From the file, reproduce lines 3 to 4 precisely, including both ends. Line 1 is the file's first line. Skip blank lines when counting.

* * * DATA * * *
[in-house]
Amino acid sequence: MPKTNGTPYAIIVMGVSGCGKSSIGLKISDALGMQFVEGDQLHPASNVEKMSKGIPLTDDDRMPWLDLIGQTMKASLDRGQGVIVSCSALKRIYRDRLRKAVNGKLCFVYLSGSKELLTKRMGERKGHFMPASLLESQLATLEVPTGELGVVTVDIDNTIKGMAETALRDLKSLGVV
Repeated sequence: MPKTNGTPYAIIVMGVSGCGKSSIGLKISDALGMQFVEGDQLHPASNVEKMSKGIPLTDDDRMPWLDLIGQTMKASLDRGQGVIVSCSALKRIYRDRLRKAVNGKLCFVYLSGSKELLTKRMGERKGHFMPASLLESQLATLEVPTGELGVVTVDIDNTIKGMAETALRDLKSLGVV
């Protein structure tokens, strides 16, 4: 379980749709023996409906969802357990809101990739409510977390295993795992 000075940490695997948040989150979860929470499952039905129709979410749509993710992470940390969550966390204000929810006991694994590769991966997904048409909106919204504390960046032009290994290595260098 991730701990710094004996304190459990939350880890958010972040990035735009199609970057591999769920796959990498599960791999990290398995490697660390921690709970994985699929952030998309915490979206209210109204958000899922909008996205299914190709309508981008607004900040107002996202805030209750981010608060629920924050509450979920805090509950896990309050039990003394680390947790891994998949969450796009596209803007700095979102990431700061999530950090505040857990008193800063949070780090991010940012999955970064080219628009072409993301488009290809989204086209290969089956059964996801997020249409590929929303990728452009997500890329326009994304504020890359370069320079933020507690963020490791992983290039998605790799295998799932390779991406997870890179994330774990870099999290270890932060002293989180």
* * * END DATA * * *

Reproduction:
Repeated sequence: MPKTNGTPYAIIVMGVSGCGKSSIGLKISDALGMQFVEGDQLHPASNVEKMSKGIPLTDDDRMPWLDLIGQTMKASLDRGQGVIVSCSALKRIYRDRLRKAVNGKLCFVYLSGSKELLTKRMGERKGHFMPASLLESQLATLEVPTGELGVVTVDIDNTIKGMAETALRDLKSLGVV
């Protein structure tokens, strides 16, 4: 379980749709023996409906969802357990809101990739409510977390295993795992 000075940490695997948040989150979860929470499952039905129709979410749509993710992470940390969550966390204000929810006991694994590769991966997904048409909106919204504390960046032009290994290595260098 991730701990710094004996304190459990939350880890958010972040990035735009199609970057591999769920796959990498599960791999990290398995490697660390921690709970994985699929952030998309915490979206209210109204958000899922909008996205299914190709309508981008607004900040107002996202805030209750981010608060629920924050509450979920805090509950896990309050039990003394680390947790891994998949969450796009596209803007700095979102990431700061999530950090505040857990008193800063949070780090991010940012999955970064080219628009072409993301488009290809989204086209290969089956059964996801997020249409590929929303990728452009997500890329326009994304504020890359370069320079933020507690963020490791992983290039998605790799295998799932390779991406997870890179994330774990870099999290270890932060002293989180």